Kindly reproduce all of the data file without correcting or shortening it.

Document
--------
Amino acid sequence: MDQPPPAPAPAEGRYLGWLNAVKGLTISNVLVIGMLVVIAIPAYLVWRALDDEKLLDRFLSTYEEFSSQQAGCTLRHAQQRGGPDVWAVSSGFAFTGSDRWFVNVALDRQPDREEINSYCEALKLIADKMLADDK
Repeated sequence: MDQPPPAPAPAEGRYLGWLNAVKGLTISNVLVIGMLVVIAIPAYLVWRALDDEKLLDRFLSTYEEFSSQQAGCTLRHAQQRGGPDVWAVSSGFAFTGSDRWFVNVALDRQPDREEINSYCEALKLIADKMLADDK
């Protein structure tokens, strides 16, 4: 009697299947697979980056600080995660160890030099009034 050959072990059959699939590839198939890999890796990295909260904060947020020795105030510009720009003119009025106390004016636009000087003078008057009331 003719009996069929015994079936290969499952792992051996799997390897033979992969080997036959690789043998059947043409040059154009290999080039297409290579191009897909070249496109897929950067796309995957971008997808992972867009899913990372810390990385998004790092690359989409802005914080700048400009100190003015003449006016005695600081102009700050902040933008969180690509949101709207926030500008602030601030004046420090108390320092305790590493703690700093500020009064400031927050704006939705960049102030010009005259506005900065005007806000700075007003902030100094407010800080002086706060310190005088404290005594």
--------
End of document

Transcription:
Amino acid sequence: MDQPPPAPAPAEGRYLGWLNAVKGLTISNVLVIGMLVVIAIPAYLVWRALDDEKLLDRFLSTYEEFSSQQAGCTLRHAQQRGGPDVWAVSSGFAFTGSDRWFVNVALDRQPDREEINSYCEALKLIADKMLADDK
Repeated sequence: MDQPPPAPAPAEGRYLGWLNAVKGLTISNVLVIGMLVVIAIPAYLVWRALDDEKLLDRFLSTYEEFSSQQAGCTLRHAQQRGGPDVWAVSSGFAFTGSDRWFVNVALDRQPDREEINSYCEALKLIADKMLADDK
């Protein structure tokens, strides 16, 4: 009697299947697979980056600080995660160890030099009034 050959072990059959699939590839198939890999890796990295909260904060947020020795105030510009720009003119009025106390004016636009000087003078008057009331 003719009996069929015994079936290969499952792992051996799997390897033979992969080997036959690789043998059947043409040059154009290999080039297409290579191009897909070249496109897929950067796309995957971008997808992972867009899913990372810390990385998004790092690359989409802005914080700048400009100190003015003449006016005695600081102009700050902040933008969180690509949101709207926030500008602030601030004046420090108390320092305790590493703690700093500020009064400031927050704006939705960049102030010009005259506005900065005007806000700075007003902030100094407010800080002086706060310190005088404290005594």